SAR Filings and How to Get Them Right
It's vital to to make sure your business contacts the local Financial Investigation Unit (FIU) by issuing a Suspicious Activity Report (SAR) if you detect potentially criminal activity. These SARs are important in the fight against financial crime, but it can be difficult to know how to do them correctly.
Regulators around the world have developed a variety of compliance requirements and processes in response to the growing threat of money laundering and other financial crimes, and financial institutions are obligated to act accordingly.
When financial institutions detect suspicious transactions, for example, they are obliged to report them to the authorities. This helps to prevent potential criminality such as money laundering, fraud, and the financing of terrorism from taking place.
Throughout Europe, suspicious activity is reported via the submission of a suspicious activity report (SAR), an official document submitted by a financial institution to the relevant authority in their jurisdiction.
What is a suspicious activity report?
A suspicious activity report (SAR) is a mechanism for reporting suspicious activity, such as potential instances of financial crime, to the authorities. SARs can be used for a variety of purposes, but they are most commonly used to report potential instances of money laundering.
Some SARs provide immediate opportunities to stop crime and arrest offenders, for example, while others help to uncover potential criminality that needs to be investigated and provide intelligence that might be useful in the future.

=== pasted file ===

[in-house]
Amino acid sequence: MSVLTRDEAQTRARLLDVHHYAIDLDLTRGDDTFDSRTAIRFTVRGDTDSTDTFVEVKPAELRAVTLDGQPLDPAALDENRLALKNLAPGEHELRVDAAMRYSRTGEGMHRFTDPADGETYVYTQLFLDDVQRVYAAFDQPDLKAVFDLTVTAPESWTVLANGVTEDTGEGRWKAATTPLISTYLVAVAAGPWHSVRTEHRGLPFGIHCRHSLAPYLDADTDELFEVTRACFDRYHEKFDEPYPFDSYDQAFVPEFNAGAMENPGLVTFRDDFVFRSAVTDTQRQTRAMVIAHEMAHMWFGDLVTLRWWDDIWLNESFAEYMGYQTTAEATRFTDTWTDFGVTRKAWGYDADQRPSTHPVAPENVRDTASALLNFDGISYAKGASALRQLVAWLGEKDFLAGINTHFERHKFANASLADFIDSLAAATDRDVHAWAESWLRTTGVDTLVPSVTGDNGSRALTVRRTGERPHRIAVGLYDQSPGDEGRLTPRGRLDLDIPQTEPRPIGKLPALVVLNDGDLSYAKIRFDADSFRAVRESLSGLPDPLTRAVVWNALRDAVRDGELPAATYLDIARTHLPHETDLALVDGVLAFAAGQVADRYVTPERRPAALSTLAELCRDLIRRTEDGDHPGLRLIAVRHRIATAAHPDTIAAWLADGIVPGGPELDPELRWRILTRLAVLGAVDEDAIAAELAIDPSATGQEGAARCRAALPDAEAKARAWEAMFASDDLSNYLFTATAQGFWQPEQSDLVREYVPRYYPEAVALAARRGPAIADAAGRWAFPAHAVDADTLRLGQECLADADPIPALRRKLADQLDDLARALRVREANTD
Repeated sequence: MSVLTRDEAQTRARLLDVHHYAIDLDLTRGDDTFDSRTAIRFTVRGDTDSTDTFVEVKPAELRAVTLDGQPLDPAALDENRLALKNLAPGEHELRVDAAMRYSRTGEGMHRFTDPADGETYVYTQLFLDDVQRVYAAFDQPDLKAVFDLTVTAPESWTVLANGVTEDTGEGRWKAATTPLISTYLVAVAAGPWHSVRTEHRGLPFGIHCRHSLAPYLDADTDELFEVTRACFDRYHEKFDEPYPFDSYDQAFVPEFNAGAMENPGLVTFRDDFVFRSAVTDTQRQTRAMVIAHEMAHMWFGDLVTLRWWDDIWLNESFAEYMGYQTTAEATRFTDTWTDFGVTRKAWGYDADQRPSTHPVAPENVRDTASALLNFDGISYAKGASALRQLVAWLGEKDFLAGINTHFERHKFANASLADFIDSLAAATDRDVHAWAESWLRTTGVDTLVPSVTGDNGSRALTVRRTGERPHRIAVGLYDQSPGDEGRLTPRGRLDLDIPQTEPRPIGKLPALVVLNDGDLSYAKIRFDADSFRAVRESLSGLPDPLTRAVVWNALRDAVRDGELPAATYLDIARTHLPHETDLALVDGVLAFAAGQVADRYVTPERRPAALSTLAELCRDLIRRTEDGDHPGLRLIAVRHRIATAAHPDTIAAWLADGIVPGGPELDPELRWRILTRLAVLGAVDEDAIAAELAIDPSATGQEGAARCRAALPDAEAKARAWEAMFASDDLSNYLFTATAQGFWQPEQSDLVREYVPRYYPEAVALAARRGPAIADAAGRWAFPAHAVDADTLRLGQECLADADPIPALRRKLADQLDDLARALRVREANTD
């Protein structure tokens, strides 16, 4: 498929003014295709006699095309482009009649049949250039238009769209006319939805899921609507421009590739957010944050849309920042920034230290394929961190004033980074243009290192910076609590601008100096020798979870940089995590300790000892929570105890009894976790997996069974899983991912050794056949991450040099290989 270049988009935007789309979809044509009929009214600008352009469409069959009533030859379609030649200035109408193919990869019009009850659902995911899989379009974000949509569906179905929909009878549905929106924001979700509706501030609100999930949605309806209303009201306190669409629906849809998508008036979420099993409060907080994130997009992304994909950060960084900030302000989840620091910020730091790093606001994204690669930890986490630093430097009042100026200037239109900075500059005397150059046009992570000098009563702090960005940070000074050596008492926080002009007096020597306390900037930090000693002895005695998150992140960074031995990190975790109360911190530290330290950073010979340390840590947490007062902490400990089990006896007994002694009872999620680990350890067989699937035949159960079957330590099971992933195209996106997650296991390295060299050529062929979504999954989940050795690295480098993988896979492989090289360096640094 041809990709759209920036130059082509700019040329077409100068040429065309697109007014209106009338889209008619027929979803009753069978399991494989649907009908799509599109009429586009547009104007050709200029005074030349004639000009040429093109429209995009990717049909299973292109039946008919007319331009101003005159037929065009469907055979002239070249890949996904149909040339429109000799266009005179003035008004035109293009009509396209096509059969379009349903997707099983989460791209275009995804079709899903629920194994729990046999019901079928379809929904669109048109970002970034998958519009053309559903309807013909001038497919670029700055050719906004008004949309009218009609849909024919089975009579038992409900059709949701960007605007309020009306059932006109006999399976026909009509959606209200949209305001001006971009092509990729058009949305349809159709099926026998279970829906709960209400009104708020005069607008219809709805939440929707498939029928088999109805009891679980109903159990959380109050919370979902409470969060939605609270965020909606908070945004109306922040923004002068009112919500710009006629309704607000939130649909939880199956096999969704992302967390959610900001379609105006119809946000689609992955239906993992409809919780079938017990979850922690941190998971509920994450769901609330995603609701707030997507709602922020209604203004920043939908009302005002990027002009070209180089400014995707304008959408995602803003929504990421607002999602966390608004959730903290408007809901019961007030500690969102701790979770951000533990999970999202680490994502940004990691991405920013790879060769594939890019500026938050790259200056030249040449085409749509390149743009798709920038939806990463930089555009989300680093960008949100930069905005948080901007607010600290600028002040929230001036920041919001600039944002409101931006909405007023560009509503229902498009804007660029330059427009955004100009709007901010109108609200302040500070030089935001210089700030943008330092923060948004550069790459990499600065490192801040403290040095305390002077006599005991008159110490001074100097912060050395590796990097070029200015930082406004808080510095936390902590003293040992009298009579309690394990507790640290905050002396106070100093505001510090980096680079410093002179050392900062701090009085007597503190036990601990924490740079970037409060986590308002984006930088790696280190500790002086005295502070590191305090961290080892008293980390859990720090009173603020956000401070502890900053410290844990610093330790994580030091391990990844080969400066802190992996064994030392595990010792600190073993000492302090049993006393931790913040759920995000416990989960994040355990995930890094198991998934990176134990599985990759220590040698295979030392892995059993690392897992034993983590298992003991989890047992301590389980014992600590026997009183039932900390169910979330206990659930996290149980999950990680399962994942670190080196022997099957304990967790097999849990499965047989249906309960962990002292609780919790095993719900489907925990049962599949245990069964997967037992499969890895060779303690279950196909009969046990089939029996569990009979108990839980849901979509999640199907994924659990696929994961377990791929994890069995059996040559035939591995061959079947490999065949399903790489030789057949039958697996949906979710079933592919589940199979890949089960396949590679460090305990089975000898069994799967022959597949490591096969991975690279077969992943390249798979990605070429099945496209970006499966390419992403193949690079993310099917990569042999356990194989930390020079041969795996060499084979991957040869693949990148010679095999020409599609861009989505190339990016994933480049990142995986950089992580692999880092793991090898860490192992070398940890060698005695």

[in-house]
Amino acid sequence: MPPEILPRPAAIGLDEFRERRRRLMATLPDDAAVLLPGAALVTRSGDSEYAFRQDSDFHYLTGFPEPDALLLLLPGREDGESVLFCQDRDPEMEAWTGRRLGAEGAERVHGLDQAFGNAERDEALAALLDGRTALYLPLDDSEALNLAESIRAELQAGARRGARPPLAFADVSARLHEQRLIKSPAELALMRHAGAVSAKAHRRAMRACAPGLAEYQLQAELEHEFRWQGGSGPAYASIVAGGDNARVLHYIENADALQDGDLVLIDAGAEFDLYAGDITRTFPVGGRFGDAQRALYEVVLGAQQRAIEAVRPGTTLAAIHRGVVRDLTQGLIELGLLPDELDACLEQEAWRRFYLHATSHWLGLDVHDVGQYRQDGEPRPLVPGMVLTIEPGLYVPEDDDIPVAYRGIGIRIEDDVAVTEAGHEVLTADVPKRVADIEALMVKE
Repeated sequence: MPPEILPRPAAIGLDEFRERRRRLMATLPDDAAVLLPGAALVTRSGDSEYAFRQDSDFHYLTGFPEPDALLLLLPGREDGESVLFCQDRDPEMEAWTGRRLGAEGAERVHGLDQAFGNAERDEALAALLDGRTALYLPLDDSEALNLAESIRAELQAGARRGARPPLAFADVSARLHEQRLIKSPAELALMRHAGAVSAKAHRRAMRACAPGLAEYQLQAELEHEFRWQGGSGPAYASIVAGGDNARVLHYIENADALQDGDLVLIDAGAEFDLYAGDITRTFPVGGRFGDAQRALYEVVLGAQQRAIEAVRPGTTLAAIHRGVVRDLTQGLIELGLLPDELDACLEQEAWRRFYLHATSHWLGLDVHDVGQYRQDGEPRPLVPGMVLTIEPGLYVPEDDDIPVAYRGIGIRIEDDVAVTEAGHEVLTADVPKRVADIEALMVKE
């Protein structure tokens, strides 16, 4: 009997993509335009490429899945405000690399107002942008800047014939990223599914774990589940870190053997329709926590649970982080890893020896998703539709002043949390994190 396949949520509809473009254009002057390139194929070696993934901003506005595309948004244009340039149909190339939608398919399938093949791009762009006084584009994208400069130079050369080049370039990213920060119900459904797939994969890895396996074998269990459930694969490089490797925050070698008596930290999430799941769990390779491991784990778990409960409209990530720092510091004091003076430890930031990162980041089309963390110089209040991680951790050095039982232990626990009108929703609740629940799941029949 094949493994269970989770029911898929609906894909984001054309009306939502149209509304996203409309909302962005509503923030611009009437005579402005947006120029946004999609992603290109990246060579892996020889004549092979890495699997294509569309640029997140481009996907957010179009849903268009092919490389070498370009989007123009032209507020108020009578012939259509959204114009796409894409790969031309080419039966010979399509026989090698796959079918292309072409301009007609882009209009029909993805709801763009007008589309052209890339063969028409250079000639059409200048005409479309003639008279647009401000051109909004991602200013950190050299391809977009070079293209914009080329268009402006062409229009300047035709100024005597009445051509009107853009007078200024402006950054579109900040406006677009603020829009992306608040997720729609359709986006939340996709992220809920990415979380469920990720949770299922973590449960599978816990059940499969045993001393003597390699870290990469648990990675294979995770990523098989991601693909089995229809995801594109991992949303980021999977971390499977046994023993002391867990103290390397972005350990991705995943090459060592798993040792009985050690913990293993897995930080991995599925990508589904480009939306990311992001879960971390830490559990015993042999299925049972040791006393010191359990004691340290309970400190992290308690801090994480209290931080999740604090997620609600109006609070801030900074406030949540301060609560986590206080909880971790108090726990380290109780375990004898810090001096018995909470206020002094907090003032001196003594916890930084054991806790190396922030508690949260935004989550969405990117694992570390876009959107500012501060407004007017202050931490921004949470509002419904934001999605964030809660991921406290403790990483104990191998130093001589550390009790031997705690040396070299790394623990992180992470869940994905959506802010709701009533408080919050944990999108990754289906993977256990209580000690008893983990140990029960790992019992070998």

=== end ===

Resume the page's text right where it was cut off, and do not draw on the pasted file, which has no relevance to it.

What is the purpose of SAR filing?
A SAR filing is the submission of a suspicious activity report. Its purpose to make the authorities aware of transactions and any other activities that are out of the ordinary and could potentially be linked to criminality, or that might otherwise threaten the safety of the general public.
Suspicious activity related to banking and finance often involves money laundering, fraud, and terrorist financing, so it’s important that regulated institutions screen for suspicious activity through processes like automated transaction monitoring and Know Your Customer (KYC).
Automated transaction monitoring is a tool used by most financial institutions for the monitoring of customer transactions at scale. It helps institutions build a clear picture of customer activity and is critical for detecting suspicious activity, reducing false positives, and capturing relevant data for completing a SAR.